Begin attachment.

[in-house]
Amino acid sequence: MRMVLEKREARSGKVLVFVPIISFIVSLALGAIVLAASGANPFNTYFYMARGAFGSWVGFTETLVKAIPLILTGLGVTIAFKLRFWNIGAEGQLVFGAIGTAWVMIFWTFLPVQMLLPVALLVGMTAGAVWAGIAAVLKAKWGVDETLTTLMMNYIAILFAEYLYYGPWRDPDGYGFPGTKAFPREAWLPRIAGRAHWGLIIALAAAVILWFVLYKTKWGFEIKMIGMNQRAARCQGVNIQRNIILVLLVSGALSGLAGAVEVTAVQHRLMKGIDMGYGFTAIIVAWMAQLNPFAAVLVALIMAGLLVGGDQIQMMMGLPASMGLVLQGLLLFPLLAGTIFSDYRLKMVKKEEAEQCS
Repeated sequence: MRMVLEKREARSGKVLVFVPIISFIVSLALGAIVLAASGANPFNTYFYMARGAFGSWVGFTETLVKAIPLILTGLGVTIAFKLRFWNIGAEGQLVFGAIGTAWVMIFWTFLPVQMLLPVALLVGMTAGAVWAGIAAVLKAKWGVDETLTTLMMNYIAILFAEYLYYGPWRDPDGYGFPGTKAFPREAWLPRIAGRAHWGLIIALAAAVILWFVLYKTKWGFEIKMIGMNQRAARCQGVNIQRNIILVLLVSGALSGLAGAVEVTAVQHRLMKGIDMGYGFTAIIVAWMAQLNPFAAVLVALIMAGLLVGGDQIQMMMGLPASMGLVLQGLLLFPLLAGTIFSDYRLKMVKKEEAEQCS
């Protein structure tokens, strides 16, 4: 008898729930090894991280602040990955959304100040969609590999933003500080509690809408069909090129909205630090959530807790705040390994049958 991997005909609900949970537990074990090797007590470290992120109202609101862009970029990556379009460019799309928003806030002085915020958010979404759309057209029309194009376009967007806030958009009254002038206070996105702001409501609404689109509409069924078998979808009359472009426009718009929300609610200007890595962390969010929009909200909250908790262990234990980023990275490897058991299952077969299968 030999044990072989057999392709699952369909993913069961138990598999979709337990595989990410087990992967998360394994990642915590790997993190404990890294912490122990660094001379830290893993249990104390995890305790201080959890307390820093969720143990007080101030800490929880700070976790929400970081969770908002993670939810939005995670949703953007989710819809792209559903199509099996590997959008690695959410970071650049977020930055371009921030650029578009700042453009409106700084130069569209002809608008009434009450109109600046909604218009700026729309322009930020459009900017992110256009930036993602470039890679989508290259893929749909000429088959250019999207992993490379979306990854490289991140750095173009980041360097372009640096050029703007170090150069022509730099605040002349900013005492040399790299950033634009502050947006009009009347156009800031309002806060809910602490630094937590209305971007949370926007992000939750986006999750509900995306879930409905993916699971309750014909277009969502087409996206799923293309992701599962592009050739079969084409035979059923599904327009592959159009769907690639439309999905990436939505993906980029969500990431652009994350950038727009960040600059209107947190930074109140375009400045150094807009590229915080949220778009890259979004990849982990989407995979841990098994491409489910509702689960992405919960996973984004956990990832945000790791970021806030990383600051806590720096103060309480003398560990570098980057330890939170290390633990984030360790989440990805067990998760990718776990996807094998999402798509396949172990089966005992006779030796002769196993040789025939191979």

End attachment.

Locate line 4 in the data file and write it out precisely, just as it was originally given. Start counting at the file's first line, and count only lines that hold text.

């Protein structure tokens, strides 16, 4: 008898729930090894991280602040990955959304100040969609590999933003500080509690809408069909090129909205630090959530807790705040390994049958 991997005909609900949970537990074990090797007590470290992120109202609101862009970029990556379009460019799309928003806030002085915020958010979404759309057209029309194009376009967007806030958009009254002038206070996105702001409501609404689109509409069924078998979808009359472009426009718009929300609610200007890595962390969010929009909200909250908790262990234990980023990275490897058991299952077969299968 030999044990072989057999392709699952369909993913069961138990598999979709337990595989990410087990992967998360394994990642915590790997993190404990890294912490122990660094001379830290893993249990104390995890305790201080959890307390820093969720143990007080101030800490929880700070976790929400970081969770908002993670939810939005995670949703953007989710819809792209559903199509099996590997959008690695959410970071650049977020930055371009921030650029578009700042453009409106700084130069569209002809608008009434009450109109600046909604218009700026729309322009930020459009900017992110256009930036993602470039890679989508290259893929749909000429088959250019999207992993490379979306990854490289991140750095173009980041360097372009640096050029703007170090150069022509730099605040002349900013005492040399790299950033634009502050947006009009009347156009800031309002806060809910602490630094937590209305971007949370926007992000939750986006999750509900995306879930409905993916699971309750014909277009969502087409996206799923293309992701599962592009050739079969084409035979059923599904327009592959159009769907690639439309999905990436939505993906980029969500990431652009994350950038727009960040600059209107947190930074109140375009400045150094807009590229915080949220778009890259979004990849982990989407995979841990098994491409489910509702689960992405919960996973984004956990990832945000790791970021806030990383600051806590720096103060309480003398560990570098980057330890939170290390633990984030360790989440990805067990998760990718776990996807094998999402798509396949172990089966005992006779030796002769196993040789025939191979």